529 plans offer a tax-free way to save for college. You, the parent, have complete control over the funds, and there are no income limits for opening an account. You must use the funds for college expenses, though.

You think college is expensive now – in 2036, it’s estimated that four years at a top-tier school will cost a whopping $490,000, compared to around $290,000 now.

Yup, that means college is going to double for the next few generations.

So, Millennial parents need to save NOW if they ever want to send their kids to college someday.

One of the most common ways to do this is through a 529 plan. This, however, isn’t always the best way to save for college.

What is a 529 plan?

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A 529 is a college savings plan, known as a qualified tuition plan, that allows you to save money for your child’s college education. By doing so, you get to have your money grow without paying federal income tax on it (no capital gains tax and no tax upon withdrawal).

Named after the section of the Internal Revenue Code that it falls under, 529 plans are sponsored by states. This means that each state has different plan options. However, you are not limited to your state’s plan (you can contribute to a 529 savings plan in any state that offers one).

Additionally, a 529 plan can be used for schooling in another state. For example, if you live in Tennessee, you can contribute to a Virginia 529 plan and use the funds for qualified higher education expenses in California. Use this page to find out which states have the best 529 plans.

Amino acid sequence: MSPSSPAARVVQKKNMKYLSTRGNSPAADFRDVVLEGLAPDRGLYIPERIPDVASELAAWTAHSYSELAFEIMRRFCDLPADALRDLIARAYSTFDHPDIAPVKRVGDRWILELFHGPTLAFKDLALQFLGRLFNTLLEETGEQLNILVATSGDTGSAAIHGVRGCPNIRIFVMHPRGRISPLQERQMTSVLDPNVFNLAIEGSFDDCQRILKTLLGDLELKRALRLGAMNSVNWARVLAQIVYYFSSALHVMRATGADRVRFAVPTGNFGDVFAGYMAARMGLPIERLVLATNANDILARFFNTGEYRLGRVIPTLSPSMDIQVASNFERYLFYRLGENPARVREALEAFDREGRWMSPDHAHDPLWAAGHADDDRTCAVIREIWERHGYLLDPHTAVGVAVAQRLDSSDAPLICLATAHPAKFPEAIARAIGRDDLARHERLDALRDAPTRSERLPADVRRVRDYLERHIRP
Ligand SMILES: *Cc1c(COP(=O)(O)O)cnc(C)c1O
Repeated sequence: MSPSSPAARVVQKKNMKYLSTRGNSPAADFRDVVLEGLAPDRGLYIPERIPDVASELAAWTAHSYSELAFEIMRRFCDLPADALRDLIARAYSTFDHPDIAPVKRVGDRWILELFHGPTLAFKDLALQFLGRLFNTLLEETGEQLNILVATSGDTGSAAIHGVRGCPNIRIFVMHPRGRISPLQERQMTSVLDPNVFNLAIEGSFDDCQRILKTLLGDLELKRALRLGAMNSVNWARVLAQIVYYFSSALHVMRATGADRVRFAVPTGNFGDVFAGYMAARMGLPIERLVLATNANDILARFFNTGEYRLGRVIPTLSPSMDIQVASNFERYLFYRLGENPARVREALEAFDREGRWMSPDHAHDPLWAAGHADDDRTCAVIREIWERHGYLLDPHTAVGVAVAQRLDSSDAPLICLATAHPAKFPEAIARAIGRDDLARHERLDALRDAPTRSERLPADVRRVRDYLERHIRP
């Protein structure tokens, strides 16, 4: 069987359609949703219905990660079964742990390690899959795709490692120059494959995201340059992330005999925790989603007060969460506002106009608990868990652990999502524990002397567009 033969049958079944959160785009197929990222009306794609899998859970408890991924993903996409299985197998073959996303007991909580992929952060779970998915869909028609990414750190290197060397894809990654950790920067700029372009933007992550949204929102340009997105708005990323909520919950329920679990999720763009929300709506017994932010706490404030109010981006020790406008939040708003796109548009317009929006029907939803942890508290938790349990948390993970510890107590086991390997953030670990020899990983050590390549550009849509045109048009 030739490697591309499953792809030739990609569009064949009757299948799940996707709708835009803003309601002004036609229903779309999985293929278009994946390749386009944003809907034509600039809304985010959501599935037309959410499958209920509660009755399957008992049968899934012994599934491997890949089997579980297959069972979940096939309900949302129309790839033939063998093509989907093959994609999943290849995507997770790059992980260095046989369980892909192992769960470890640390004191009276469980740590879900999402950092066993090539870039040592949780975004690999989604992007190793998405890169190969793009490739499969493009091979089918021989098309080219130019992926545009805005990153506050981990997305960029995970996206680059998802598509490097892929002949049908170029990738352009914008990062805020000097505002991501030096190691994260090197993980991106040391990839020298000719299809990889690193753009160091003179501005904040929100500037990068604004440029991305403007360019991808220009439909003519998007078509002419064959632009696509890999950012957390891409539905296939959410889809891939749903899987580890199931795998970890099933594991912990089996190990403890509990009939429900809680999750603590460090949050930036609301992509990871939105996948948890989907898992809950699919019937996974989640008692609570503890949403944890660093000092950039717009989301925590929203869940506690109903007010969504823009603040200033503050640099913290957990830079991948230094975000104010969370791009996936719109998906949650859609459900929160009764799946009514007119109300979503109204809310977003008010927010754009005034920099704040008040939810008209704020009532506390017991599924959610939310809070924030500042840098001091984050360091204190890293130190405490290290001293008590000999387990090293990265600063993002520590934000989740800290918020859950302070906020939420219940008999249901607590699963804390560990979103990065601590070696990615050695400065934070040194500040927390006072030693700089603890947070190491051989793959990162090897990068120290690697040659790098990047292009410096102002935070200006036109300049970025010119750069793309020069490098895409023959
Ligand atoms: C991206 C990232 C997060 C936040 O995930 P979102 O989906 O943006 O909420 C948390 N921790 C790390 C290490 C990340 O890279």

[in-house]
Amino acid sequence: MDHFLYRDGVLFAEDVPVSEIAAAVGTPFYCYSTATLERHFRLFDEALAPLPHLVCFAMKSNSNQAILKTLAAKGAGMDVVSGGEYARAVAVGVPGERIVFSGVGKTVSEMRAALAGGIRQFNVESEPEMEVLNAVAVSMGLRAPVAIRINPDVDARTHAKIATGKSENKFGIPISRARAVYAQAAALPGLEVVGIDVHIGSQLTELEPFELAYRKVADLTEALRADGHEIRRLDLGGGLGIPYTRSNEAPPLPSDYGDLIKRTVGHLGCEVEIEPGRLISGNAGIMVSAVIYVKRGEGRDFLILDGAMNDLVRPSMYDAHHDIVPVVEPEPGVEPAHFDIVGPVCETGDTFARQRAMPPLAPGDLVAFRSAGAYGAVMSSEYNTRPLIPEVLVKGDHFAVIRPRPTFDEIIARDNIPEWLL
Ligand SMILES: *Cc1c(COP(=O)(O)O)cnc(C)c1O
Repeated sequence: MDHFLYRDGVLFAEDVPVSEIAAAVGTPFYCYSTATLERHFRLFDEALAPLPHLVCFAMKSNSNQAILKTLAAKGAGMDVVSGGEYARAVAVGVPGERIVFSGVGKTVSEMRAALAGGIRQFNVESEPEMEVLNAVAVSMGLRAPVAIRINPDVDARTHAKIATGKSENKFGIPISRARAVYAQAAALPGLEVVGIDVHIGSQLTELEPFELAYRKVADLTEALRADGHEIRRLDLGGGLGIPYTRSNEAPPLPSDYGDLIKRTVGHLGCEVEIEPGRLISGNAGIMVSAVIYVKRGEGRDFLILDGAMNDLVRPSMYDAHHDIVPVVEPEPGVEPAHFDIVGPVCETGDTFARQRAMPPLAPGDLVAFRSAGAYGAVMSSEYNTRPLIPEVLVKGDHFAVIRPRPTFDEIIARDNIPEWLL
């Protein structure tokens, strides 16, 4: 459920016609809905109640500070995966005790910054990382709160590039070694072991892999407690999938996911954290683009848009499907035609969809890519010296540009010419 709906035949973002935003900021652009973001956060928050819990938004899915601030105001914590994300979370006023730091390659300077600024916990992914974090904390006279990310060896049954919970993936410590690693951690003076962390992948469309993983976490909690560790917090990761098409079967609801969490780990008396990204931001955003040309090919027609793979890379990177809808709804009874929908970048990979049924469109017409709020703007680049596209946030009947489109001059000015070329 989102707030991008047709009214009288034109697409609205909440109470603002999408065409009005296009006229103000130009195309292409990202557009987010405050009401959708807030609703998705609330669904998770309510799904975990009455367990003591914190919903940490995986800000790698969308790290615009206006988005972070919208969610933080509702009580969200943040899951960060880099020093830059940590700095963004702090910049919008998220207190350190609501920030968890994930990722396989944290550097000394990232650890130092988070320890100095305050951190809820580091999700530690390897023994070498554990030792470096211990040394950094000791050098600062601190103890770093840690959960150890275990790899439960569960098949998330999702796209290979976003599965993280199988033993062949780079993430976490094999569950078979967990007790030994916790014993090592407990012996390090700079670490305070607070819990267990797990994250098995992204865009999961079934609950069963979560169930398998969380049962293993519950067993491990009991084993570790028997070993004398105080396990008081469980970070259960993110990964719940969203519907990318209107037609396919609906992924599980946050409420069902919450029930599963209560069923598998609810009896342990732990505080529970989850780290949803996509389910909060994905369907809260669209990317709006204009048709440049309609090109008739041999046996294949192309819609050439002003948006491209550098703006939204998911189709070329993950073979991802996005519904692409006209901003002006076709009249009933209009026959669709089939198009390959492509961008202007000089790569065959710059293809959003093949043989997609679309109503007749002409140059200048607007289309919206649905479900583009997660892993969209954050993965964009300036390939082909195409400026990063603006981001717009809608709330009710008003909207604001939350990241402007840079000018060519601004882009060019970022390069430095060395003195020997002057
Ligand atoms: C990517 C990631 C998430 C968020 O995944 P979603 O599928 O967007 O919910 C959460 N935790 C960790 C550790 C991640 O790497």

If you want to qualify for the prepaid tuition plan (also known as a prepaid 529), there are some residency requirements. This prepaid plan effectively lets you lock in current tuition rates, so you won’t need to pay for the cost of inflation down the line. You can learn more about this specific plan here.

Benefits of a 529 plan

  • Tax breaks. 529 plans typically offer you a tax benefit. Earnings in a 529 plan grow tax-free and are not taxed when they’re withdrawn. This means that however much your money grows in a 529, you’ll never have to pay taxes on it.
  • You have complete control over the funds. Another benefit of using a 529 plan is that you, as the owner, have control of the funds. The named beneficiary (presumably your child) does not have control of the money in a 529 college savings plan. This is a big benefit because you can make sure the money is used for its intended purpose.